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the eunuch of Ethiopia

10-10-2011 - Posted by Andre Piet

From a visitor to GoedBericht.nl I received the following question:

Dear Andre, We have a puzzling question. We are not able to see the logic of Acts 8 and 10. In Acts 8, Philip goes and meets up with an Ethiopian man. After he explained some out of Isaiah 53, which the Ethiopian man was reading (strange, he has a Torah scroll ?? can read Hebrew?), Philip baptizes him in water, because he believes that Jesus is the Son of God. No repentance, no confession, etc., while Peter, in Acts 11, had to defend himself against the Jews, why he had entered into the house of a Gentile, Cornelius, and even had baptized him. I hope that our question is clear and if it ever has been raised before, sorry for the inconvenience, but we can find nowhere a satisfactory answer. Thanks in advance for your trouble. Sincerely, …

This question has been presented to me more often, but so far has not been dealt with on the GoedBericht-site. The mere fact that prior to Acts 10 (the story of Cornelius), no disciple in his right mind would even go “within the gates of a stranger”, indicates that in the history of Acts 8, it is difficult to accept the conversion and baptism of a gentile (heathen). No heathen Philip was to approach the chariot of the high political official, who was, according the Greek language, a eunuch, (castrated for political reasons). This man had come to Jerusalem to worship (8:27) and on his way back, was reading out of the scroll of Isaiah (8:28). That the man would have read the scroll in Hebrew, is not said. Probably not, because the text quoted from Isaiah is taken directly from the Septuagint (LXX), which is the Greek translation of the Old Testament. From the description in Acts 8, we can only conclude that the Ethiopian man was either, a Jew living in a foreign land, or a convert to Judaism (a proselyte). And that explains why Philip did not hesitate to approach this man to explain to him the Evangel. a later addition The strange words of verse 37, to which the writer of the e-mail question was referring, obviously is a later addition to the record, which are not written by Luke. These are the words:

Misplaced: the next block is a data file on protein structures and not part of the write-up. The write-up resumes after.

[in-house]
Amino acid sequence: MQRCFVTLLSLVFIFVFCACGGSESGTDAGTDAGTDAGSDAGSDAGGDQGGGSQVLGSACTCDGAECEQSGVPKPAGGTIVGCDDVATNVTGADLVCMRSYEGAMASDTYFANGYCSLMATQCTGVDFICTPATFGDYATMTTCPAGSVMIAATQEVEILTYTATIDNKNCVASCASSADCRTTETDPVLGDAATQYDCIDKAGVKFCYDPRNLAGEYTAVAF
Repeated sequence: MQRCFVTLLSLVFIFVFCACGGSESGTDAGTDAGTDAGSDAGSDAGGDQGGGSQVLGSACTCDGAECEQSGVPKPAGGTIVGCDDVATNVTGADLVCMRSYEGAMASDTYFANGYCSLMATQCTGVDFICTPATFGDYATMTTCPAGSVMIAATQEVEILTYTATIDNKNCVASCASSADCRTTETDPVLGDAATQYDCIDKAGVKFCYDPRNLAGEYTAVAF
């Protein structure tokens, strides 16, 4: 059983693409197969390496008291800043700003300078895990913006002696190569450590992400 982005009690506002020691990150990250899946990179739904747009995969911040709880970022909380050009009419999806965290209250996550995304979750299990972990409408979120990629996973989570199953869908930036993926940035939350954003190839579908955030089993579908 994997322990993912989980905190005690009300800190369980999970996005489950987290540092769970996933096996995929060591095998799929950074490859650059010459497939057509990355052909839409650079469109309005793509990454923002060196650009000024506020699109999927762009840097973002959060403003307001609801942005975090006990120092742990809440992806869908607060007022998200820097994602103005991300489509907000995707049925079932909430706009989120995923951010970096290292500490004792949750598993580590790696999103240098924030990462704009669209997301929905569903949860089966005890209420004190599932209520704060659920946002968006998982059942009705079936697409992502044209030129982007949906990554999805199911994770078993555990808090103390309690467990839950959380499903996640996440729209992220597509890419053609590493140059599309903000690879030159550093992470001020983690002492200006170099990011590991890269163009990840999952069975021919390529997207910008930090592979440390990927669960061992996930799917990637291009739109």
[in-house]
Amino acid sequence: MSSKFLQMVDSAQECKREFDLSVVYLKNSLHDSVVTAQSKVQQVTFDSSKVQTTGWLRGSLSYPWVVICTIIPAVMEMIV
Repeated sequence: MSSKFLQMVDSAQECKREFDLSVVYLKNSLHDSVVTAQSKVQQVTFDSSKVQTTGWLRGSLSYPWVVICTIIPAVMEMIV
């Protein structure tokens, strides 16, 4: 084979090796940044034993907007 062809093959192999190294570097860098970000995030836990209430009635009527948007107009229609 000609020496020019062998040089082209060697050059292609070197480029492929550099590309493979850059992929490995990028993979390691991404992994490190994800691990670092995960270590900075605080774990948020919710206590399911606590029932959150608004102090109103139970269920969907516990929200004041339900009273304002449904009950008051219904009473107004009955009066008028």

Then Philip said, “If you believe with all your heart, you may.” And he answered and said, “I believe that Jesus Christ is the Son of God.”*

In the three oldest, great manuscripts of the “New Testament” (Alexandrinus, Vaticanus and Sinaiticus) verse 37 is missing. That is why most of the translations either, do not have this text or, they place it within square brackets. The church practices of baptism, preceded with an examination, was evidently an attempt to justify the practice by adding this text to the original scripture. ——————————— translation: Peter Feddema

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